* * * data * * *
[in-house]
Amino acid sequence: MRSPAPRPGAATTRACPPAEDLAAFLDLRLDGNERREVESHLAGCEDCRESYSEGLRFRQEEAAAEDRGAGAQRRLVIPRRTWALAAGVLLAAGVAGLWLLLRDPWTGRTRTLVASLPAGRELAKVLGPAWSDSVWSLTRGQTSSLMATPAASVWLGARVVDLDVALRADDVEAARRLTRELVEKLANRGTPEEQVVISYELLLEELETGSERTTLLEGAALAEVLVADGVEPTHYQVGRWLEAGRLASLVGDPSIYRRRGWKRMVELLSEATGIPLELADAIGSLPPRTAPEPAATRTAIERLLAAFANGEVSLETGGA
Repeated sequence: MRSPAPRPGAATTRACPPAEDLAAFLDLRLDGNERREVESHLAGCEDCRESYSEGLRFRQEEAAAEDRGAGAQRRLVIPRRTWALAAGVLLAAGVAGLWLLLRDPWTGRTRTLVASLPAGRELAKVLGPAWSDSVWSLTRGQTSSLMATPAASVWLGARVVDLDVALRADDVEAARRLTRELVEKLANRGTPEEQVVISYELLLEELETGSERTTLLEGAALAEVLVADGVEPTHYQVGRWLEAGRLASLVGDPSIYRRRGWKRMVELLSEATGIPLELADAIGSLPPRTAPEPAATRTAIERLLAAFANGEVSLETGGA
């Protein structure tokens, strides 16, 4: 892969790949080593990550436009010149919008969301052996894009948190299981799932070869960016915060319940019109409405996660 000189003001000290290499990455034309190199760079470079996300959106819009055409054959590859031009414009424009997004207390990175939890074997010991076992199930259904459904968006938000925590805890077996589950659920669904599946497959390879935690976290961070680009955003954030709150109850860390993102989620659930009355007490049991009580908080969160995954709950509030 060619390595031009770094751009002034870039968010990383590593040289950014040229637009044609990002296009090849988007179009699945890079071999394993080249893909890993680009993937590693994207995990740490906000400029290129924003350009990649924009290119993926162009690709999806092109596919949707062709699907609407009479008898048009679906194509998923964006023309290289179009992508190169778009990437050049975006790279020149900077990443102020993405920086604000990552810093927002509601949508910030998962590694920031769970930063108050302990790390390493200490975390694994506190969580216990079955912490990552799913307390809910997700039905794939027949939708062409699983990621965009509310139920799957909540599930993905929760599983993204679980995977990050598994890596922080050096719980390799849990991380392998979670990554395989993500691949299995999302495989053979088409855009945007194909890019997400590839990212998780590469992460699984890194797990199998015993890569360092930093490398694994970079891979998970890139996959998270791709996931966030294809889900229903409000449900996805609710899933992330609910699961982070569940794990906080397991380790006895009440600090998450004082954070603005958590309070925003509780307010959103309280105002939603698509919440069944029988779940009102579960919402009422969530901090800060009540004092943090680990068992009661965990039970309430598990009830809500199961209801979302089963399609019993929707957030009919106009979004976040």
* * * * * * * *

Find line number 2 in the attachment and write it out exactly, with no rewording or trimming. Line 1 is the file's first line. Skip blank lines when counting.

Amino acid sequence: MRSPAPRPGAATTRACPPAEDLAAFLDLRLDGNERREVESHLAGCEDCRESYSEGLRFRQEEAAAEDRGAGAQRRLVIPRRTWALAAGVLLAAGVAGLWLLLRDPWTGRTRTLVASLPAGRELAKVLGPAWSDSVWSLTRGQTSSLMATPAASVWLGARVVDLDVALRADDVEAARRLTRELVEKLANRGTPEEQVVISYELLLEELETGSERTTLLEGAALAEVLVADGVEPTHYQVGRWLEAGRLASLVGDPSIYRRRGWKRMVELLSEATGIPLELADAIGSLPPRTAPEPAATRTAIERLLAAFANGEVSLETGGA